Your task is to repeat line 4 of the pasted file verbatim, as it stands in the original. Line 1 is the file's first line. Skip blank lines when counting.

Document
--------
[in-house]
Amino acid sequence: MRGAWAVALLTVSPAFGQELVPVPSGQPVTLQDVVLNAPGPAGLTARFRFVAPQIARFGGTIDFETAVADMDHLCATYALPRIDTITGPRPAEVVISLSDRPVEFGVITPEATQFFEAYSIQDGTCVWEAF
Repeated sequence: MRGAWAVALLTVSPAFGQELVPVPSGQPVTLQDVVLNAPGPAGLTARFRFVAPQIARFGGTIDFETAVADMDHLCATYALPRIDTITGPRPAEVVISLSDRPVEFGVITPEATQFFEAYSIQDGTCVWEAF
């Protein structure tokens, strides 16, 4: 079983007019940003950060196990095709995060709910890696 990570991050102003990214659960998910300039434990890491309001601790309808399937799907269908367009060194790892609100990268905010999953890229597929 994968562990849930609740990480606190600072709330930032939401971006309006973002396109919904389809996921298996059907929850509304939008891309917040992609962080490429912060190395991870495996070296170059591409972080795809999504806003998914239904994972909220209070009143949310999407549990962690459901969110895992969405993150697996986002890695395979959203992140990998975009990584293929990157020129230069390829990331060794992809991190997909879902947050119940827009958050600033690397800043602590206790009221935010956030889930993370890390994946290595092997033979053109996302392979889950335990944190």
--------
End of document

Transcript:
């Protein structure tokens, strides 16, 4: 079983007019940003950060196990095709995060709910890696 990570991050102003990214659960998910300039434990890491309001601790309808399937799907269908367009060194790892609100990268905010999953890229597929 994968562990849930609740990480606190600072709330930032939401971006309006973002396109919904389809996921298996059907929850509304939008891309917040992609962080490429912060190395991870495996070296170059591409972080795809999504806003998914239904994972909220209070009143949310999407549990962690459901969110895992969405993150697996986002890695395979959203992140990998975009990584293929990157020129230069390829990331060794992809991190997909879902947050119940827009958050600033690397800043602590206790009221935010956030889930993370890390994946290595092997033979053109996302392979889950335990944190």